Coronary angiography: This is the invasive test, used when other non-invasive tests have failed to detect angina. Angiography reveals the severity of disease and suggest view regarding need of angioplasty.

Radionuclide imaging: In this technique a small dose of radioactive chemical is used to scan heart muscles, it is painless. This technique confirms the presence of ischemia along with the region and number of cells affected.

Risk factors of angina pectoris

  • Increasing age
  • Family history of heart disease
  • High blood pressure
  • High cholesterol or triglycerides
  • Obesity
  • Emotional stress
  • Cold temperature

Treatment of angina pectoris

The main objectives of angina treatment are as follows;

  • Identification and removal of contributory factors
  • Control of risk factors
  • Control of clinical manifestations
  • Improve life expectancy

The treatment of angina pectoris is divided into three different ways; general measures, pharmacotherapy and surgical management.

General measures

It is associated with non-pharmacological practice to avoid risk factors and to reduce requirement of medicines. The common measures are reduction in fat intake, stopping consumption of tobacco products.


A variety of drugs are used to reduce the cardiac workload and to maintain demand and supply of oxygen to heart.

  • Nitrates: Eg. Nitroglycerine, isosorbide dinitrate, etc.
  • Antiplatelet drugs: Aspirin, clopidogrel, etc.
  • Calcium channel blockers: Eg. Amlodipine, diltiazem, nifedipine, etc.
  • Beta blockers: Atenolol, metoprolol, propranolol, etc.

Surgical management

Surgical management of angina includes percutaneous transluminal coronary angioplasty (PTCA), coronary artery bypass grafting (CABG).

Percutaneous transluminal coronary angioplasty (PTCA)

It is also known as coronary angioplasty. It is an effective symptomatic treatment for chronic stable angina. This technique involves the insertion of guidewire through peripheral artery (usually femoral artery in leg) to coronary stenosis followed by removal of stenosis (dialation). A more advanced device made up of wire mesh (stent) effectively reduce the risk and further obstruction.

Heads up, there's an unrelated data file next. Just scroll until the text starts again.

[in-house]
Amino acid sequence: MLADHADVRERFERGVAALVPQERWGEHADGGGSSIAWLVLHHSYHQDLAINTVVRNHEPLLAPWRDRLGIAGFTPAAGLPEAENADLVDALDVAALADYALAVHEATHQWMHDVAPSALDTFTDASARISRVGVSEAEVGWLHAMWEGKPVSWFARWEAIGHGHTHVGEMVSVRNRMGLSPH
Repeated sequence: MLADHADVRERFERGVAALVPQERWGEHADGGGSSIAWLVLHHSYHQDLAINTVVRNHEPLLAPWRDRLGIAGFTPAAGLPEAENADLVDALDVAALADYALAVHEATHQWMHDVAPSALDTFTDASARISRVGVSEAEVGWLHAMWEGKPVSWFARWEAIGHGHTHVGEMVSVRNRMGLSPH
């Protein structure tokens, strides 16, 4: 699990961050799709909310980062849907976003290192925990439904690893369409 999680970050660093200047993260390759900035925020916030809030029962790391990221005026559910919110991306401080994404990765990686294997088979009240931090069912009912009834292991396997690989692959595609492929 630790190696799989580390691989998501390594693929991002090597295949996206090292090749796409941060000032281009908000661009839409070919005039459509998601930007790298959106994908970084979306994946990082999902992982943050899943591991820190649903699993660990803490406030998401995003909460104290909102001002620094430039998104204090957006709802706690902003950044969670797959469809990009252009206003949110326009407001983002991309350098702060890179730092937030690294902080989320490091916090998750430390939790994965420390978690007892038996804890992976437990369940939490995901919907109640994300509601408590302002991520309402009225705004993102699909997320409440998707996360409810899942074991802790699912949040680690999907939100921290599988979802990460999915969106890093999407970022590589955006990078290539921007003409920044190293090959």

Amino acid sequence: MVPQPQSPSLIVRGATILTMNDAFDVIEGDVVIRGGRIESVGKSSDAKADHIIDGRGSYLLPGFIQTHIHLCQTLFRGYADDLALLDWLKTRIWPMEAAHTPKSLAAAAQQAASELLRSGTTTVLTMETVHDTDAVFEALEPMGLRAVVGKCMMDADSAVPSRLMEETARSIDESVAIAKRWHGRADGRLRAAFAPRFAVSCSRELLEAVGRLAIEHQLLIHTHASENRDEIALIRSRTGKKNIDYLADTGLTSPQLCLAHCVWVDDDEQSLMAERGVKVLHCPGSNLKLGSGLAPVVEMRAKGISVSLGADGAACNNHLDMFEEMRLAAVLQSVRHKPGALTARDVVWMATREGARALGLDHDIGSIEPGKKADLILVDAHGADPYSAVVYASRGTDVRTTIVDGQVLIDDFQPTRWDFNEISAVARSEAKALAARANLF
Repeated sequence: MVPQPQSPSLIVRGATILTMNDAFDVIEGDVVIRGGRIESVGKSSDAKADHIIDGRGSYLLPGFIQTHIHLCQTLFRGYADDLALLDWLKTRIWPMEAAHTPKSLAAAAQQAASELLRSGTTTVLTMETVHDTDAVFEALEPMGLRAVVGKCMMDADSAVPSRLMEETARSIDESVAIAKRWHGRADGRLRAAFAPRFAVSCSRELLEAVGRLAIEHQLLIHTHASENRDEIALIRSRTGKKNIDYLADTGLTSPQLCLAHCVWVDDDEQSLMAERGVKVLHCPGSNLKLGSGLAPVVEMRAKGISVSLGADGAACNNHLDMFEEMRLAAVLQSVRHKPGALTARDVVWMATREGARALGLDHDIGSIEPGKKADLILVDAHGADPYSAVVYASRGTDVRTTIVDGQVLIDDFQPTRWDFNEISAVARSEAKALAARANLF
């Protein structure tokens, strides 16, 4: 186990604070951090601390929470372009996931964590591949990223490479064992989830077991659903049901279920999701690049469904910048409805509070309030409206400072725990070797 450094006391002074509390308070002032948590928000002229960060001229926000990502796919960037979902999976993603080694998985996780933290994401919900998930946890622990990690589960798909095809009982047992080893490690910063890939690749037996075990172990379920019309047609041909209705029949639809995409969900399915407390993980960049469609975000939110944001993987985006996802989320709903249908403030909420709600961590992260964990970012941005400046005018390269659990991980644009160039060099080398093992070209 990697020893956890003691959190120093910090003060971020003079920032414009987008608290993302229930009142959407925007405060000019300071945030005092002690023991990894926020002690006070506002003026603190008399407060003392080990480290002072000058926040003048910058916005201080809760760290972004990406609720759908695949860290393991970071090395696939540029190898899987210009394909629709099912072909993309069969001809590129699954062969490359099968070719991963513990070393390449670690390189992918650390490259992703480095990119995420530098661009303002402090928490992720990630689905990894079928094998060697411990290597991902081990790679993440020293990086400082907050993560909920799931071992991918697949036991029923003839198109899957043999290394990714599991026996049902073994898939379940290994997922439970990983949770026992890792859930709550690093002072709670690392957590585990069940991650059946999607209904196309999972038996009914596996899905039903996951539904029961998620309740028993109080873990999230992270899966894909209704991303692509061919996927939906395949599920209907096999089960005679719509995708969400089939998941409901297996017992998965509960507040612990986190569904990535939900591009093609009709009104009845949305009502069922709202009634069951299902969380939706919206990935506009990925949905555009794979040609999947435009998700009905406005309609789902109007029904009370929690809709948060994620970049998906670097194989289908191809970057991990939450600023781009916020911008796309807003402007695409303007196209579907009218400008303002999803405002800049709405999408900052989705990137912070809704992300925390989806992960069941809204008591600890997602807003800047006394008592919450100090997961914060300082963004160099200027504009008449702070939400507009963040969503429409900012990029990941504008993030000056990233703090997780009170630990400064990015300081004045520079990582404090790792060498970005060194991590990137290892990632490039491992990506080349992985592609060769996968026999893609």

Coronary artery bypass grafting (CABG)

This technique is commonly known as bypass surgery, which is highly effective in uncomplicated angina. About more than 85% of patients shows complete relief after surgery. It also improves exercise tolerance and reduces requirement of drug therapy. The surgery involves grafting of veins or arteries from aorta to coronary artery to bypass the stenosis. Low dose of aspirin (75-150mg per day), controlled exercise, low consumption of fat, etc. helps to improve graft potency and reduction in progress of angina.


Angina pectoris is a medical condition characterized by chest pain or discomfort caused by reduced blood flow to the heart muscle. It often occurs during physical exertion or stress due to narrowed coronary arteries. The pain is typically described as tightness, pressure or squeezing in the chest and may radiate to arms, neck, jaw, shoulder or back. Diagnosis involves medical history, physical examination and imaging tests. Treatment options include lifestyle changes, medications and in some cases surgical interventions, to improve blood flow to the heart. Angina pectoris is the significant indicator of underlying heart issues and requires careful management to reduce the risk of more severe cardiovascular events.